Main content
Melbourne Football Club

Where are they now? Hassa Mann

Club historian Lynda Carroll tracks down one of the greats of the club Hassa Mann
A LEGEND of the club and of the game in two states - his native Victoria and Western Australia - Hassa Mann has more than five decades of service to the Melbourne Football Club under his belt.

He is a familiar figure to most who follow the red and blue, and with boundless energy and determination at his disposal, this looks set to continue for many seasons to come.
Mann is originally from Merbein, in Victoria’s dry north-west. He was spotted in action by Melbourne secretary Jim Cardwell, who was on a recruiting mission for another player.

Mann was approached by nine of the twelve VFL clubs, including being ‘offered a new car to stand out and play with Richmond, and that was big money in 1959.’

Despite Melbourne’s enticement of new boots - which did not fit - being far less than a car, Mann made an astute decision to don the red and blue, making his debut in Round One, 1959.

Best First Year Player in that season, Mann played in the first of his three premierships. The other two followed in 1960 and 1964, with Mann instrumental in Melbourne reaching the latter.

To gain top spot at the end of the home and away season, Melbourne had to defeat Hawthorn at the end of the home and away season. Mann kicked the goal that gave the Demons victory by just four points.

‘That kick was something every player dreams of … it was in the dying seconds of the game that I secured the ball and kicked the winning goal from an almost impossible angle,’ Mann told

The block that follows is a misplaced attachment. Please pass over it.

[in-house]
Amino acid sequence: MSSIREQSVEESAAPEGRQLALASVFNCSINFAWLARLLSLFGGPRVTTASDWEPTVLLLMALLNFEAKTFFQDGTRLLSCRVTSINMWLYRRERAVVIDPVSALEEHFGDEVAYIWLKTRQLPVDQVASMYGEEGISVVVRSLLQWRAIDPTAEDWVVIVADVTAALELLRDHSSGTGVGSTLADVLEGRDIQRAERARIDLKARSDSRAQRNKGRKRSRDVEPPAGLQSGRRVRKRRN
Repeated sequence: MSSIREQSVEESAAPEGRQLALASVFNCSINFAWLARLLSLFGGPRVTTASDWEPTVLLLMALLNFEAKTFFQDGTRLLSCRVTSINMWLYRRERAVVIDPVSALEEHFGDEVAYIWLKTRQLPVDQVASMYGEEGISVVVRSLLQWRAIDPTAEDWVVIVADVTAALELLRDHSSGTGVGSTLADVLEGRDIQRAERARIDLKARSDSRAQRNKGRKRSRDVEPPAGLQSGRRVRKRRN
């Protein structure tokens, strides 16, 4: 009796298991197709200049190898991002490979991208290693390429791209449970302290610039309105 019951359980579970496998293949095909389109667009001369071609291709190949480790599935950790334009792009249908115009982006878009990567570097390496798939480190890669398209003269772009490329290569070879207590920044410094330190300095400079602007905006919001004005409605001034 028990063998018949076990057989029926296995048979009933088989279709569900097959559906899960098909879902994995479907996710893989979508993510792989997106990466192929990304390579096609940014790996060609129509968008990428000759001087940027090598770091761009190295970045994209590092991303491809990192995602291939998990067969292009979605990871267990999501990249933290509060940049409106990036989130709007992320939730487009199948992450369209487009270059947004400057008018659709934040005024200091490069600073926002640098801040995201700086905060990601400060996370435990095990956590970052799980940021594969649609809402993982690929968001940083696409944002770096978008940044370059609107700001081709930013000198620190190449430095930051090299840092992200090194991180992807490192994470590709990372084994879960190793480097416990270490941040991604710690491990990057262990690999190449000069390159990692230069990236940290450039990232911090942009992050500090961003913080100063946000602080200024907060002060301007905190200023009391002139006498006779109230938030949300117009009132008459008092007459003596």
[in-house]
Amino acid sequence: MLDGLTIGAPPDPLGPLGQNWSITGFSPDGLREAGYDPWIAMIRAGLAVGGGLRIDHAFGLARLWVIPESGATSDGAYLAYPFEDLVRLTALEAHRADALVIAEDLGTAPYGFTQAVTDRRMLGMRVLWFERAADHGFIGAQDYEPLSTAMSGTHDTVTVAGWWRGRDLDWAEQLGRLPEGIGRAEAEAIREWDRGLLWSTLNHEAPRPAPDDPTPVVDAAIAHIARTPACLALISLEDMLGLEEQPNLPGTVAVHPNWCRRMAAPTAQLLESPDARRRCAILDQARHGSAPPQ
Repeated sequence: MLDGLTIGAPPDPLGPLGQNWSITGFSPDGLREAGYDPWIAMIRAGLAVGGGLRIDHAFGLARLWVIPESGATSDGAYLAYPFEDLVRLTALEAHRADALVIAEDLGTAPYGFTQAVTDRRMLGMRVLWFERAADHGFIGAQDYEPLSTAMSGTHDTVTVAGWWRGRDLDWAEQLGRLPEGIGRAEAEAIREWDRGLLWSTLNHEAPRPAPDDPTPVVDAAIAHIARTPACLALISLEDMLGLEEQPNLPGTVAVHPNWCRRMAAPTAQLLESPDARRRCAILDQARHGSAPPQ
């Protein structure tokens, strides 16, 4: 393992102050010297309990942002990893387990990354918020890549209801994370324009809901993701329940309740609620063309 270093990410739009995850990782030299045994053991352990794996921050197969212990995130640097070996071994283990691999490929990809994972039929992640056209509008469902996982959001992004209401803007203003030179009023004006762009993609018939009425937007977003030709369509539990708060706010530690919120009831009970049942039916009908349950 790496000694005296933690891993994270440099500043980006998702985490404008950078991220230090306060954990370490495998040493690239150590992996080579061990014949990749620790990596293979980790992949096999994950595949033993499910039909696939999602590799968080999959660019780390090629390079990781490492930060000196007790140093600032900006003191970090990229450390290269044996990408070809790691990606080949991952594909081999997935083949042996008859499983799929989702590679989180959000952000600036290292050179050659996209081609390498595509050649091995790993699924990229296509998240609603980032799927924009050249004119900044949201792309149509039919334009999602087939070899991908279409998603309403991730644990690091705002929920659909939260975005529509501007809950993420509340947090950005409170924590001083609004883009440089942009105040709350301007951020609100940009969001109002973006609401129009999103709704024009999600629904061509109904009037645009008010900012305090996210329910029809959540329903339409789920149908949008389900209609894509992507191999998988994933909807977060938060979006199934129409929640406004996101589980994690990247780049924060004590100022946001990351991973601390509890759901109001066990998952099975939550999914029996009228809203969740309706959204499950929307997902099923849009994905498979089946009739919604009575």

A Victorian state representative, All Australian, and part of the ‘Galahs’ team to tour Ireland and the USA in 1967, Mann was one of Melbourne’s best of his era.

He was a Best and Fairest winner three times in 1962, 1963 and 1967, and captain of the club between 1965 and 1968. Made a Life Member in that year, he then left for South Fremantle, where he won the Best and Fairest in 1969, and coached the premiership side in 1970.

Returning to Melbourne, Mann coached Caulfield, Eltham and Templestowe, before taking the reins of the Melbourne Under 19s. He became a Club director in 1991, and was made CEO in 1992.

‘After the MFC, I was CEO of the Titans for two and a half years, before I retired. I’ve been a director of The Bentleigh Club since 2001, overseeing operations of the MFC’s gaming venue, and did the same with Leighoak,’ he said.

Mann, who is also a member of the Club’s Team of the Century, an MFC Hall of Fame inductee, and a ‘Hero’ from the 150th celebrations of 2008, maintains many connections to Melbourne in retirement. As well as the director’s role at The Bentleigh Club, which ‘enables me to keep in close contact with the Club, I see my role as a continuation of a long association with the Club’.

Mann and his teammates continue to be a close-knit group.

This is achieved in a number of ways - of course, there are the many functions, including the recent reunion of 1960 premiership team members - with the monthly ‘Barassi Lunch’ being central to the cause of contact and camaraderie.

‘We’ve retained close association with teammates of that era with the Barassi Lunch, and we meet on the last Tuesday of the month (to become better players?!) We recently met to celebrate Trevor Johnson’s 75th birthday. There were eighteen players there, and collectively we had around 57 premierships between us!’

The achievements of Mann, and those of his era, are undoubtedly spectacular, but beneath it all, Mann holds the essence of the lunches and like occasions.

‘We meet up to retain close friendships,’ he said.

It is something that Mann particularly hopes is the lot of today’s generation of players.  

‘It would appear that the young team of today resembles in some way the group of players from 1952 and 1953 who started Melbourne’s ‘Golden Era’ run. I hope they can be as successful!’